What is Michael Gove up to? The Environment Secretary seems to be on a tree-hugging rampage at the moment, announcing a new green measure every week. Not content with unveiling the Tories’ 25 year environment plan last week, Gove has given an interview to today’s Sunday Times in which he attacks the water companies for using tax havens.
The water companies are interesting enough, given Jeremy Corbyn has called for them to be renationalised. But what’s really revealing about what Gove’s overall mission is comes later in the interview, when he says:
‘Brexit creates opportunities, particularly in my area. Brexit could be the catalyst for some of the biggest, boldest environmental steps forward as we transform our fisheries and agriculture policy. It’s particularly exciting to be in this role because as power comes back to the UK, we can do more.’
Gove has been allowed to catch attention and be proactive in a way that his predecessor in the department, Andrea Leadsom, was not. He wants to scotch the belief in the environmental sector that Brexit means a sweeping away of all the protections provided by the EU, with nothing to replace them.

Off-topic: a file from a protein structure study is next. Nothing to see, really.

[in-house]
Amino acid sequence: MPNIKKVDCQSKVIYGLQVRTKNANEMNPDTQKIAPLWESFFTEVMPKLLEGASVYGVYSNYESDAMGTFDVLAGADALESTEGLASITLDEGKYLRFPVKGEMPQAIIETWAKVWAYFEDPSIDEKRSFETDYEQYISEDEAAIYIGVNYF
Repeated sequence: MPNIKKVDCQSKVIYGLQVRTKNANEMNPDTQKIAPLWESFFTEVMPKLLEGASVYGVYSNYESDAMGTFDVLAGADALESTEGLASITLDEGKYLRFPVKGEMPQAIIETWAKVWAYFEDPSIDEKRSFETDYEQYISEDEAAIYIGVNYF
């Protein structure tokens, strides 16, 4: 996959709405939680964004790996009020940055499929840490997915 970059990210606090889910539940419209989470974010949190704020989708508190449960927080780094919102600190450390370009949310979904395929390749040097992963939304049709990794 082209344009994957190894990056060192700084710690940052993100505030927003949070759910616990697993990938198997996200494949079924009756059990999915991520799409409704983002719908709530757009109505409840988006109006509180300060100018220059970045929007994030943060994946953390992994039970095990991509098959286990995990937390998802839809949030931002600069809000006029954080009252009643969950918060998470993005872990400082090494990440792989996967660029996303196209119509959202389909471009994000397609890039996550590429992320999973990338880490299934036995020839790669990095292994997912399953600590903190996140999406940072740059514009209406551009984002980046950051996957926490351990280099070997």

He first tried this technique of surprising campaign groups with a generous and mollifying manner when in the Ministry of Justice. His environmental crusade is that same approach but on steroids because it has the backing of the Conservative party machinery, after it became clear that to attract younger voters, the Tories needed to give the impression they gave a fig about the environment. So it’s not just selling Brexit as something that could make the UK a better place, but selling the Tories as more palatable than their 2017 election image suggested.
Subscribe to The Spectator today for a quality of argument not found in any other publication. Get more Spectator for less – just £12 for 12 issues.